NFL Executives Call Cannabis Tests 'Silly' And 'Humiliating'

Retired football players like former Heisman Trophy winner Ricky Williams have been speaking out against the National Football League's ban on marijuana prohibition for years. Now they're gaining support from within the league. According to Bleacher Report's NFL Insider Jason Cole, members of NFL ownership groups are beginning to criticize the league's stance on cannabis behind closed doors.

Cole says that two unnamed executives told him that some owners are onside with reforming the NFL's marijuana policy.

"They would like to see the league do away - almost completely - with marijuana testing. And in fact, one of those two sources said they believe that the marijuana almost silly.

"One of those sources also says...that the way they treat players is humiliating...The other argument that these executives pointed out is that if the players can adequately prove that this is a better pain reliever than medications that they currently take, such as Vicodin, then that is preferable."

As Cole notes, proving that marijuana is a safer and more effective alternative to opioid painkillers could result in the league putting a stop to cannabis testing completely. 

Unfortunately, the executives don't seem ready to speak openly about the issue, which would undoubtedly push the movement for change forward by leaps and bounds. But that could change in the near future. For years, we rarely heard about NFLers using cannabis unless someone like Williams failed a cannabis test.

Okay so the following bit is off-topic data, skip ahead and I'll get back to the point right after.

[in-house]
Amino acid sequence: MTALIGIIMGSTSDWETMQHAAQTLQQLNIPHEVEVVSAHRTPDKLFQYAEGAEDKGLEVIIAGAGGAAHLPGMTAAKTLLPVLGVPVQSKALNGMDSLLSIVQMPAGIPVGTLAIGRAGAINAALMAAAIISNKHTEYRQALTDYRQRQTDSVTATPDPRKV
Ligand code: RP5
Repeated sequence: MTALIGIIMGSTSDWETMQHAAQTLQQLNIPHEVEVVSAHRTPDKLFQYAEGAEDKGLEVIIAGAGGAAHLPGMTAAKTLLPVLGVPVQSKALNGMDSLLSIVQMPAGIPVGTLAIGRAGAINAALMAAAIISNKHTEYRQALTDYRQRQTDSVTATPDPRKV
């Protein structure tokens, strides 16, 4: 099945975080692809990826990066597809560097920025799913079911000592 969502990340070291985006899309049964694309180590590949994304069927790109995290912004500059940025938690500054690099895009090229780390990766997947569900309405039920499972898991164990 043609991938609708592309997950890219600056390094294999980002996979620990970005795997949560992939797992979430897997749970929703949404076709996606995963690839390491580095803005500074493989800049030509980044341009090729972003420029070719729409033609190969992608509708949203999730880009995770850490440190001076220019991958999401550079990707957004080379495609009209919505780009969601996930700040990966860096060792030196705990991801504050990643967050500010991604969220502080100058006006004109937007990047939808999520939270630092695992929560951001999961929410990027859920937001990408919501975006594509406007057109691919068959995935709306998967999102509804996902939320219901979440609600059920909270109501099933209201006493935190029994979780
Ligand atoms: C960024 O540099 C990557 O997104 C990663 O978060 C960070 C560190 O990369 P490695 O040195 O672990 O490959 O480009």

Then last March, former Baltimore Raven Eugene Monroe became the first active player to speak out against the league's marijuana ban. Soon after, Tennessee Titan Derrick Morgan and Detroit Lion DeAndre Levy spoke out as well.

So it might only take one executive to step outside the cannabis closet for others to follow suit. In the meantime, check out the full report from Cole.

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After a battery of tests and misdiagnoses, I was finally diagnosed with Crohn’s Disease twelve years ago, and thus began a long battle with trial-and-error medical treatments. I changed my diet several times, even though my doctors didn’t seem confident it would change much (it didn’t), went to physical therapy for pain-related issues, and took so many different pharmaceuticals I can’t even begin to recall each and every one. My days were foggy due to side effects from pharmaceuticals, such as steroids, that made me feel worse than I did before I even took them.

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